We interview the Black Cat Bones ahead of this month’s Park Acoustics. Remember, this month PA celebrates it’s birthday. Make sure you pull in for the best birthday bash yet!
You’re performing at this Month’s Park Acoustics and it’s a big one (what with it being the Birthday bash and all). Are you planning anything out of the ordinary?
We twisted the set up quite a bit and will be introducing some brand new tunes from the upcoming album as well as some new takes on a couple of old ‘classics’
We’ve been following you guys for quite some time, but the story behind your name still remains a mystery. Where does “Black Cat Bones” come from?
Blues folklore. Back in the cotton-pickin days people believed in the magical qualities of black cat bones, said to grant the bearer good fortune, love and success
A few things from your early days still stick with us. You used to have a cat that sat on your drum kit. What happened to that cat?
Mitzi. She’s still around but doesn’t tour that much anymore. She’s literally been around the world, got thrown out of a pub in the Czech Republic and even got kidnapped twice by crazed fans, no lies!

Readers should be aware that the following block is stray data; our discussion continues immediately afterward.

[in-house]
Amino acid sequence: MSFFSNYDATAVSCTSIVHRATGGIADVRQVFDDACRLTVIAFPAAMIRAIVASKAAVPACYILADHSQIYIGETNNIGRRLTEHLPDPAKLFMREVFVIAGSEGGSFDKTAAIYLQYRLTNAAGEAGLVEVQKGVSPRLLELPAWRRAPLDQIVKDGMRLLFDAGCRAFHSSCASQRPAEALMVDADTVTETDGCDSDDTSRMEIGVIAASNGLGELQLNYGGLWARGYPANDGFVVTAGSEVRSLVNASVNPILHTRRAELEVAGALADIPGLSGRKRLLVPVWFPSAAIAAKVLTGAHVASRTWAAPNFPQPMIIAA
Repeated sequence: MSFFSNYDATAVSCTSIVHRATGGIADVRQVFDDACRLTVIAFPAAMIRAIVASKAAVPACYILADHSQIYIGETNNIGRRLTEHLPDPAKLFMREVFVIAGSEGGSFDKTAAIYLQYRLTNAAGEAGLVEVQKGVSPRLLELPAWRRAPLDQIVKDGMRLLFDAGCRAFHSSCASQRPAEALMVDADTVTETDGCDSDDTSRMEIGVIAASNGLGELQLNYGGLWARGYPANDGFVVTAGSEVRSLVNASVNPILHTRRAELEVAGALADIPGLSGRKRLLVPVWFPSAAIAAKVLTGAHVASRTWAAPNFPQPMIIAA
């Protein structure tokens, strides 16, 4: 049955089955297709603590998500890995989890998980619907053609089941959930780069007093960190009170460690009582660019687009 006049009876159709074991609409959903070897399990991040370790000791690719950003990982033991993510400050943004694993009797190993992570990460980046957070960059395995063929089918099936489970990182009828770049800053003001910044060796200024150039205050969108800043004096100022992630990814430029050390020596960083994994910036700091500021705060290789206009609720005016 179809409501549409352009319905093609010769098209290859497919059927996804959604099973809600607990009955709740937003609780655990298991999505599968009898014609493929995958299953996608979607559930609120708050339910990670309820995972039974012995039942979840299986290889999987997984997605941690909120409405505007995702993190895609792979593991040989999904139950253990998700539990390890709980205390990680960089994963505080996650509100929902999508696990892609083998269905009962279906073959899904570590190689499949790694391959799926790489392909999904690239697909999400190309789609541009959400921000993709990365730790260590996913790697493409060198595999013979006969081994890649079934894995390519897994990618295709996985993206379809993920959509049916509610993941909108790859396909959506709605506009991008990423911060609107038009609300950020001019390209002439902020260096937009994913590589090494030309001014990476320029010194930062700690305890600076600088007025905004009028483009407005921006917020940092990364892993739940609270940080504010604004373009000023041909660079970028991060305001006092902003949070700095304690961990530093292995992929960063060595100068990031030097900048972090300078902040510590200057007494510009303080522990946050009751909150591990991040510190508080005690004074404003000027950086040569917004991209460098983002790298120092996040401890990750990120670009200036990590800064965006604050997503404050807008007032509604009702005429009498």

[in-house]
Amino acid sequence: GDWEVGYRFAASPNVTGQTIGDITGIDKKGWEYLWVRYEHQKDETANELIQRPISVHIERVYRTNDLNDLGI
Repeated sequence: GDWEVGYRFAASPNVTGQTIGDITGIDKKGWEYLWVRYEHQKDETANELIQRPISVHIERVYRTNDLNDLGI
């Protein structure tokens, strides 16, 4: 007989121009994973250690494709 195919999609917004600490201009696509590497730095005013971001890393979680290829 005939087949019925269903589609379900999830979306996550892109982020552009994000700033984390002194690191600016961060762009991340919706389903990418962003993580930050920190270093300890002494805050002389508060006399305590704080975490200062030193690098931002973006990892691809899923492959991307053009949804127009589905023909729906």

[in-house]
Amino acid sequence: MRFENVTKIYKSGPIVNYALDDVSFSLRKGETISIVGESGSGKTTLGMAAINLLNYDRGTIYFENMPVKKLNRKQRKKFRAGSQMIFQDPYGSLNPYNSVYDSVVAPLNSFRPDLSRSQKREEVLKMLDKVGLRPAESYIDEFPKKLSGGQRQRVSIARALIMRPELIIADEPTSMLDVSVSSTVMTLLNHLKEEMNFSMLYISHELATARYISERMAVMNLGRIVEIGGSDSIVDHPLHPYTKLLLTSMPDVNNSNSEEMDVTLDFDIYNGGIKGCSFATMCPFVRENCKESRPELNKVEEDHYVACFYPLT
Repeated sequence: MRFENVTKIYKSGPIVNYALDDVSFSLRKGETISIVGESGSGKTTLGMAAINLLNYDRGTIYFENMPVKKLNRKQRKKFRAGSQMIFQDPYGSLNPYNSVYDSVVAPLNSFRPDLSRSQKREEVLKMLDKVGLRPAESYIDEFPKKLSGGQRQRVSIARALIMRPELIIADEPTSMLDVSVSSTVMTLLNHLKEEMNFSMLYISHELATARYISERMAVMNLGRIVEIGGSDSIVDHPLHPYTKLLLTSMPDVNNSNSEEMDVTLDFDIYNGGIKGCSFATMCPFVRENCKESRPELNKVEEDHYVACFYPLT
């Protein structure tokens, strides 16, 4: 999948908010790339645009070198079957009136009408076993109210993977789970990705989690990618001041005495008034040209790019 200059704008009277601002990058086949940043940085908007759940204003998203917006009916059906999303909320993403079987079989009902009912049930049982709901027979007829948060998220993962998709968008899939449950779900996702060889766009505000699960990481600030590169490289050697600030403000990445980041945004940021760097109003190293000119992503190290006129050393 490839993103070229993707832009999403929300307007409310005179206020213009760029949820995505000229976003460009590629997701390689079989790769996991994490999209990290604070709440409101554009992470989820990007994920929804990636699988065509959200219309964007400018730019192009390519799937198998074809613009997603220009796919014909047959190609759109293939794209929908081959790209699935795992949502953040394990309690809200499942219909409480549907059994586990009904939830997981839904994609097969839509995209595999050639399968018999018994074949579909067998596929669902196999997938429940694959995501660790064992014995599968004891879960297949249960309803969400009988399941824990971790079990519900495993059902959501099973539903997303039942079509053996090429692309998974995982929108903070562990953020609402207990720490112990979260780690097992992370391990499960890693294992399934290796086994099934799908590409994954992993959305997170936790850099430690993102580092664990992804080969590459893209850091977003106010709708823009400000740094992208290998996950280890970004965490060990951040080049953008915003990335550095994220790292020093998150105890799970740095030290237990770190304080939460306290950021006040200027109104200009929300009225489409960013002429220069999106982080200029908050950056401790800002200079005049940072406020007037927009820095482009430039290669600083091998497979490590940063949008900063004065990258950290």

Is it true that Kobus no longer wears his crown due to the amount of injuries on stage? :’D
…and off stage.
Kobus has gone through a ton of personal hassles with regards to his house being broken into. Has this affected the way you create music? The writing process and otherwise?
Not available for comment right now …
What does your ultimate musical success look like?
Longevity. That’s all we’ve ever wanted out of this. Don’t get me wrong, it’s good to dream but you need to be realistic about these things. We’re celebrating 10 years in July, so I guess we’ve reached that goal to a certain extent.
We feel that a personal motivating factor, albeit a superficial one, is that we want to create music to leave a legacy. To be able to materialize something in this life that lastingly affects people. Would you say legacy is a motivating factor for you?
I think that the legacy factor is an added bonus and should not be your main reason for making music but rather be viewed as a reward for the countless hours you’ve spent on the road, in studio, on stage and behind your instrument.